2017 IRS Federal Income Tax Brackets Breakdown Example (Married w/ 1 Child)

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In a continued attempt to better explain the 2017 federal income tax brackets, here is a graphical breakdown of a simple scenario for a married filing joint couple with 1 dependent. See also my previous examples for a single filer with no dependents and married filing joint with no dependents. I will try to explain the differences in terms such as gross income, taxable income, marginal tax rate, and effective tax rate.

Here is a chart of 2017 federal income tax rates for married joint filers, based on the official IRS tax tables:

2017tbrac_mfj

Simple example. Let’s say your combined gross income is $100,000 a year. You are a married couple with one child under 16, and both earn $50,000 gross income. You are both employees that receive W-2 income only (i.e. neither are self-employed). You don’t have any additional income sources like interest, capital gains, rents, etc. You don’t have any extra deductions like IRA/401k contributions or mortgage interest. You live in a state with no state income tax.

Gross income. Let’s start with your annual $100,000 gross income. You each get a personal exemption of $4,050 in 2017, including your dependent child. That’s $4,050 x 3 = $12,150. You also get something called the standard deduction which is $12,700 for married filing joint in 2017. Since you don’t have a lot of itemized deductions, you fall back onto the standard deduction.

2017t_brackets_mfj1kid

The first 24,850 of your gross income is not taxable. Without doing anything special at all, your $100,000 in gross income is now only $75,150 in taxable income after personal exemptions and the standard deductions. If you’ve already done your taxes, your taxable income should be line 43 on Form 1040, line 27 on Form 1040A, and line 6 on Form 1040EZ.

The first $18,650 of taxable income is subject to a 10% tax rate. Shave off 10% of $18,650 and put that on your tax bill ($1,865). The remaining $56,500 of taxable income is moved onto the next tax bracket.

The next $57,250 in taxable income is subject to a 15% tax rate. However, we only have $56,500 left. So we shave off 15% of $56,500 ($8,475) and add that to the existing $1,865. The total tax bill is now $10,340.

In this example, this 15% is your marginal tax bracket. If you earned another $1, it would be taxed at this marginal rate of 15%. Even with a six-figure income, a couple with at least one kid can still land in the 15% marginal tax bracket (pre-tax 401k or IRA contributions would reduce taxable income even more).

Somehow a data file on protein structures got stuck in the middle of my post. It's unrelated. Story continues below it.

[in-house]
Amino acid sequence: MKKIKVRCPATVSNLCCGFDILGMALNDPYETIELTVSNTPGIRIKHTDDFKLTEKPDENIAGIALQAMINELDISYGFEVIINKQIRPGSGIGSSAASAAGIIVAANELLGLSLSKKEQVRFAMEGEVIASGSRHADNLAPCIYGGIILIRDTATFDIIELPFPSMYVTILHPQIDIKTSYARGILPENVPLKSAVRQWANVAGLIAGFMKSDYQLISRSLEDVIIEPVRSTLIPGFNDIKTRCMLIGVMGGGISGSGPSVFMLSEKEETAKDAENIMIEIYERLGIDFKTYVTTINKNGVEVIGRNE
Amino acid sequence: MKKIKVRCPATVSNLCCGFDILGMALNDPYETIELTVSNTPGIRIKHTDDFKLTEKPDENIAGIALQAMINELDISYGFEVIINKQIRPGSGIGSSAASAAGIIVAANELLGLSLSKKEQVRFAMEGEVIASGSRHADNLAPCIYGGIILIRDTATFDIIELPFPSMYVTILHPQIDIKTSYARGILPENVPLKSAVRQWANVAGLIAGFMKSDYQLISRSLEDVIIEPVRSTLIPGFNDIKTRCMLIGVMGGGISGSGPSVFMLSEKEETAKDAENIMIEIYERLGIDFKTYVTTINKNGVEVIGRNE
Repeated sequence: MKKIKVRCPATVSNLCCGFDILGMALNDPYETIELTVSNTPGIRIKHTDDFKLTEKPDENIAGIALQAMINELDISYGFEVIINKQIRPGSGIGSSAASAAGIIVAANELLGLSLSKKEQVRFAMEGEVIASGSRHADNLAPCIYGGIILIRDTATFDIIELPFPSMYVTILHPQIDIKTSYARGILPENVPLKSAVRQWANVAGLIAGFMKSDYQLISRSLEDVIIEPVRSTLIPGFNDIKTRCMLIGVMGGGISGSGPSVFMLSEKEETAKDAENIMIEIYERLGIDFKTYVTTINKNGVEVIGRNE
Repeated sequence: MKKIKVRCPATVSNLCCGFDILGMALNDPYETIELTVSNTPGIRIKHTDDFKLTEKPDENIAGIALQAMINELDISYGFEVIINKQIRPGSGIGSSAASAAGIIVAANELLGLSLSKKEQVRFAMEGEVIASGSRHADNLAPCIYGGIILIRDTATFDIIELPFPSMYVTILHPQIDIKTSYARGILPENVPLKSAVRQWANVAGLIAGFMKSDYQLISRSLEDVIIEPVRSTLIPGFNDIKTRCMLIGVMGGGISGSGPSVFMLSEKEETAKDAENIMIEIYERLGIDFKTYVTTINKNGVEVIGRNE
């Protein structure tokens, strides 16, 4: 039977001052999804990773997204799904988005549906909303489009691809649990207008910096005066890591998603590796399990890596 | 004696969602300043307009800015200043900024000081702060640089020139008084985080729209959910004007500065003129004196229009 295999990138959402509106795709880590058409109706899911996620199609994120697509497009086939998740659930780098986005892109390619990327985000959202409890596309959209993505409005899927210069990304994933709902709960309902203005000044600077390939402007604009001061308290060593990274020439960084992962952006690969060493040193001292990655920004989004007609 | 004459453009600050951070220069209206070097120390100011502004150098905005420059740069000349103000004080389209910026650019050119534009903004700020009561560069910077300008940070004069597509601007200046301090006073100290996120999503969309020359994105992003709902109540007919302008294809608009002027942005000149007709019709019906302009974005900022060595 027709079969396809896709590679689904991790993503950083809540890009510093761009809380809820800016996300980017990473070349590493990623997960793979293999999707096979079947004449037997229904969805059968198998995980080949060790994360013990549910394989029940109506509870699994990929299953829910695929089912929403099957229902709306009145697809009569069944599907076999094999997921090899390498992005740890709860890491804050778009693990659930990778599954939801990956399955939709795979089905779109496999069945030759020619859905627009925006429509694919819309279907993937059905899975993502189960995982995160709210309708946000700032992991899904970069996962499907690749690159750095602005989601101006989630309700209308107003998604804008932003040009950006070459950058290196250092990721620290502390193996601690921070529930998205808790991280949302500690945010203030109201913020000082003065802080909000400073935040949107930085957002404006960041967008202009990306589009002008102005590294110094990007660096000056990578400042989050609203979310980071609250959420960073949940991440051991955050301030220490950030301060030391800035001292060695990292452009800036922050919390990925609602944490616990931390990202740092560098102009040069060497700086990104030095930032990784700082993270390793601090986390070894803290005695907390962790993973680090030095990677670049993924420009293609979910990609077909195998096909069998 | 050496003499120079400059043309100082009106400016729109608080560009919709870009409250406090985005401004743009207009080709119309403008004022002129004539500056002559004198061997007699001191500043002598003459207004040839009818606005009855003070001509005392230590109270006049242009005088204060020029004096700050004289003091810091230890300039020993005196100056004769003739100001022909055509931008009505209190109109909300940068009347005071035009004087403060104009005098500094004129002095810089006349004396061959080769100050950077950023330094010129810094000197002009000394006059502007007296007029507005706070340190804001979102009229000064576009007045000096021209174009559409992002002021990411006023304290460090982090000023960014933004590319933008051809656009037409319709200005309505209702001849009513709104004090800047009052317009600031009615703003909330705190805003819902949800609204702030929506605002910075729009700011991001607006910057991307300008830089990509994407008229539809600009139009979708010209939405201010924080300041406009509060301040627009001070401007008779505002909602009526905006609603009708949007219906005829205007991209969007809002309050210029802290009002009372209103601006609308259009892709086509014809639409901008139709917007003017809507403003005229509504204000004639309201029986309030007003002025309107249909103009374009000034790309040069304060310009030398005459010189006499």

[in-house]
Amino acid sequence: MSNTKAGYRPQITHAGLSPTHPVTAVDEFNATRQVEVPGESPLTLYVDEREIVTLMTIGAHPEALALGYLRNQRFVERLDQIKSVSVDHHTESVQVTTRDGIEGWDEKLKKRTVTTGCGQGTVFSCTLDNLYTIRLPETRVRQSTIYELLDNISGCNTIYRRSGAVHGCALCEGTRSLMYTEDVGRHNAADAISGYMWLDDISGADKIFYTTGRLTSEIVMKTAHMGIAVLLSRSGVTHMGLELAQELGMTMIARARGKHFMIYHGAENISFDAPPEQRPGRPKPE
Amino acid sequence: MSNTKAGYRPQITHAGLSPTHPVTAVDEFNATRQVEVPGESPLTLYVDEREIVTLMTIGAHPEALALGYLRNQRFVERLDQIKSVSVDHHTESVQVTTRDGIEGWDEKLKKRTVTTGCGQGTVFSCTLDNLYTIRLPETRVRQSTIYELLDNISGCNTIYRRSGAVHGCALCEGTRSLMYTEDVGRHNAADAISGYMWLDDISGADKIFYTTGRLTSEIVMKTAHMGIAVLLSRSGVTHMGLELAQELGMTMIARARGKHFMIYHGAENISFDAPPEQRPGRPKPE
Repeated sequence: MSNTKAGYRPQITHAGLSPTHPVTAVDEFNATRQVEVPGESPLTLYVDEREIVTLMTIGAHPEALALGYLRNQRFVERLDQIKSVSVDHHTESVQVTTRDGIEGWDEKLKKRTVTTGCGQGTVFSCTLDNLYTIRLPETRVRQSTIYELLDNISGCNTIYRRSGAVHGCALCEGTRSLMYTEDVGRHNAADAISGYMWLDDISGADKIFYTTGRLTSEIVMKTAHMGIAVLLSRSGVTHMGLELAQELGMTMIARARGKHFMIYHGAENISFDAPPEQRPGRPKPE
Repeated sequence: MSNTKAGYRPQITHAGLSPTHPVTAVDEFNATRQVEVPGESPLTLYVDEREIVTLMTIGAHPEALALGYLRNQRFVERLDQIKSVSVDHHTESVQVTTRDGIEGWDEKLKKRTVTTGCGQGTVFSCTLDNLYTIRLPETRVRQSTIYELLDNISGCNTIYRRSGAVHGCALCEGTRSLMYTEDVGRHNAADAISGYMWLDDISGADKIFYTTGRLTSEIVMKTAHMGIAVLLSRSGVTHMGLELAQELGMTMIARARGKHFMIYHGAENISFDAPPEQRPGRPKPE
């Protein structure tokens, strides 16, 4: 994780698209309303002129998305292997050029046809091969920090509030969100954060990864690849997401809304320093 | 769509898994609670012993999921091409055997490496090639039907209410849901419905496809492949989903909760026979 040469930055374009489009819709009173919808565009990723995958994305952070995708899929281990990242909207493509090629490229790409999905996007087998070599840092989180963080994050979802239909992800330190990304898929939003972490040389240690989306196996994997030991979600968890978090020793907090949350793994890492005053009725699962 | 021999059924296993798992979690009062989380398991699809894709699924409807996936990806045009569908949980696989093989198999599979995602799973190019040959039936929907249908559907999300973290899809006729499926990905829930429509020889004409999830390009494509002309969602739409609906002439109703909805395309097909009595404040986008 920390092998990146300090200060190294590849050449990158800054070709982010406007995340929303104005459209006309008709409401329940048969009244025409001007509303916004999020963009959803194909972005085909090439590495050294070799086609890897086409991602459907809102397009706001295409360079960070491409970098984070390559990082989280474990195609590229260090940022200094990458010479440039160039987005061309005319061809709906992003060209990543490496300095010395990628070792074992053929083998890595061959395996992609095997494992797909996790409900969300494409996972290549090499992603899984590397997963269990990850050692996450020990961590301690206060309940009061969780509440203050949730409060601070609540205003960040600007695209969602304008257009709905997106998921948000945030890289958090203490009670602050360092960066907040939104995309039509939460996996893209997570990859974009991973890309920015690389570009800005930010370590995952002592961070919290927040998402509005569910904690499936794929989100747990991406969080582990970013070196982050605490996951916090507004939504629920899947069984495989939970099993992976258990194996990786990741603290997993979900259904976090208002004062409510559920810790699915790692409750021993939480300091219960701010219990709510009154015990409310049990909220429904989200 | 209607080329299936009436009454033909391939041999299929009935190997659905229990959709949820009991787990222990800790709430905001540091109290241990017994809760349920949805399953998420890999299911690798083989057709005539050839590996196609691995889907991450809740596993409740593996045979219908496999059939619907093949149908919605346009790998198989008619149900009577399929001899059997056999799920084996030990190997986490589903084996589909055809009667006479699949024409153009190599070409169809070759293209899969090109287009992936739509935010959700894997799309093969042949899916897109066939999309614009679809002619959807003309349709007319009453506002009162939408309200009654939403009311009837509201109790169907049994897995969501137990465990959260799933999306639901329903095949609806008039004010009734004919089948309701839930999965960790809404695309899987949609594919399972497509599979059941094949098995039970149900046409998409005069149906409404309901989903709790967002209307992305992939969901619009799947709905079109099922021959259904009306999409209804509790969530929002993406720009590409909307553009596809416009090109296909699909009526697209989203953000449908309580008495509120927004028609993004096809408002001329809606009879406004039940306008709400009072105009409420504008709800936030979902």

Federal Child Tax Credit. As this income doesn’t exceed the phaseout limits and your child is 16 or under, you also get the full $1,000 Child Tax Credit. A tax credit lowers your tax bill dollar-for-dollar as opposed to a deduction that only lowers your taxable income. Thus, your tax bill is reduced from $10,340 to $9,340.

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Payroll taxes. These aren’t technically federal income taxes, but you must each pay a Social Security tax (OASDI) of 6.2% and Medicare payroll tax (HI) of 1.45% of your gross income. That’s $3,100 a year for Social Security and $725 a year for Medicare. You both earn $50,000 gross and don’t exceed the income caps. (Your respective employers pay the same amount.)

Overall effective tax rate. You paid $9,340 in federal income taxes on $100,000 of gross income, for an average or overall effective tax rate of 9.34%. Again, you also paid 7.65% in payroll taxes. Your average tax rate is lower than a couple without kids due to the combined effects of the additional personal exemption and the child tax credit. In this specific example, having a kid reduced your tax bill by $937.50 + $1,000 = $1937.50.

Here’s a chart from OurWorldinData.org that shows how the average tax rate changes with taxable income (2016, married filing joint with no kids).

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Comments

  1. How come you switch the annual income from $100,000 to $110,000 in the example, and then back to $100,000? Am I missing something?

  2. $110,000 is a very important number for married couples with kids with kids to remember (and perhaps more illustrative of marginal/effective tax rates). In this scenario, someone with AGI of $110,001 would owe $50 more in tax than someone with AGI of $110,000 (due to child tax credit phase out). If you’re close to crossing the threshold it pays to monitor your income closely (and if you were going to contribute to a Roth IRA perhaps contribute to a Traditional IRA until your AGI is down to $110,000 – in this scenario I would wait until tax time to make my IRA contributions so I could fine tune my AGI rather than make the max contribution as soon as possible on January 1).

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